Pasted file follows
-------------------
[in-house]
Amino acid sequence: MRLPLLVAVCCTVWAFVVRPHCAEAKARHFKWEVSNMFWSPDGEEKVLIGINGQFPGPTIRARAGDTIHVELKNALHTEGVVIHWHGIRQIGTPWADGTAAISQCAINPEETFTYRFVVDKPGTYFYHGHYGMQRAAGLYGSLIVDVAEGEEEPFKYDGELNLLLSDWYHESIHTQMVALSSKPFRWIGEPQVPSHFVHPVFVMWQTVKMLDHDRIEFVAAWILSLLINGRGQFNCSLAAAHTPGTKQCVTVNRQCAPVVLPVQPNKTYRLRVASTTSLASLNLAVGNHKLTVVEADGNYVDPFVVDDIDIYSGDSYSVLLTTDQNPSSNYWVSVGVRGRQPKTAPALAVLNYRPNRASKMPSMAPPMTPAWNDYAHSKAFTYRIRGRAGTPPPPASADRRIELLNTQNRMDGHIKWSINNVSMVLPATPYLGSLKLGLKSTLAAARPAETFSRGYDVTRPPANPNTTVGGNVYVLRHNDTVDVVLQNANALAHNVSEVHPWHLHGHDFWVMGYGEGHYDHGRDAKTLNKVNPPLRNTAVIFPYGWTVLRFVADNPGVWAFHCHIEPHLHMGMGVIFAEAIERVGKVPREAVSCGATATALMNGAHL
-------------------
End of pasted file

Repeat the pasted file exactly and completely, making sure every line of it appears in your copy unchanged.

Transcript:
[in-house]
Amino acid sequence: MRLPLLVAVCCTVWAFVVRPHCAEAKARHFKWEVSNMFWSPDGEEKVLIGINGQFPGPTIRARAGDTIHVELKNALHTEGVVIHWHGIRQIGTPWADGTAAISQCAINPEETFTYRFVVDKPGTYFYHGHYGMQRAAGLYGSLIVDVAEGEEEPFKYDGELNLLLSDWYHESIHTQMVALSSKPFRWIGEPQVPSHFVHPVFVMWQTVKMLDHDRIEFVAAWILSLLINGRGQFNCSLAAAHTPGTKQCVTVNRQCAPVVLPVQPNKTYRLRVASTTSLASLNLAVGNHKLTVVEADGNYVDPFVVDDIDIYSGDSYSVLLTTDQNPSSNYWVSVGVRGRQPKTAPALAVLNYRPNRASKMPSMAPPMTPAWNDYAHSKAFTYRIRGRAGTPPPPASADRRIELLNTQNRMDGHIKWSINNVSMVLPATPYLGSLKLGLKSTLAAARPAETFSRGYDVTRPPANPNTTVGGNVYVLRHNDTVDVVLQNANALAHNVSEVHPWHLHGHDFWVMGYGEGHYDHGRDAKTLNKVNPPLRNTAVIFPYGWTVLRFVADNPGVWAFHCHIEPHLHMGMGVIFAEAIERVGKVPREAVSCGATATALMNGAHL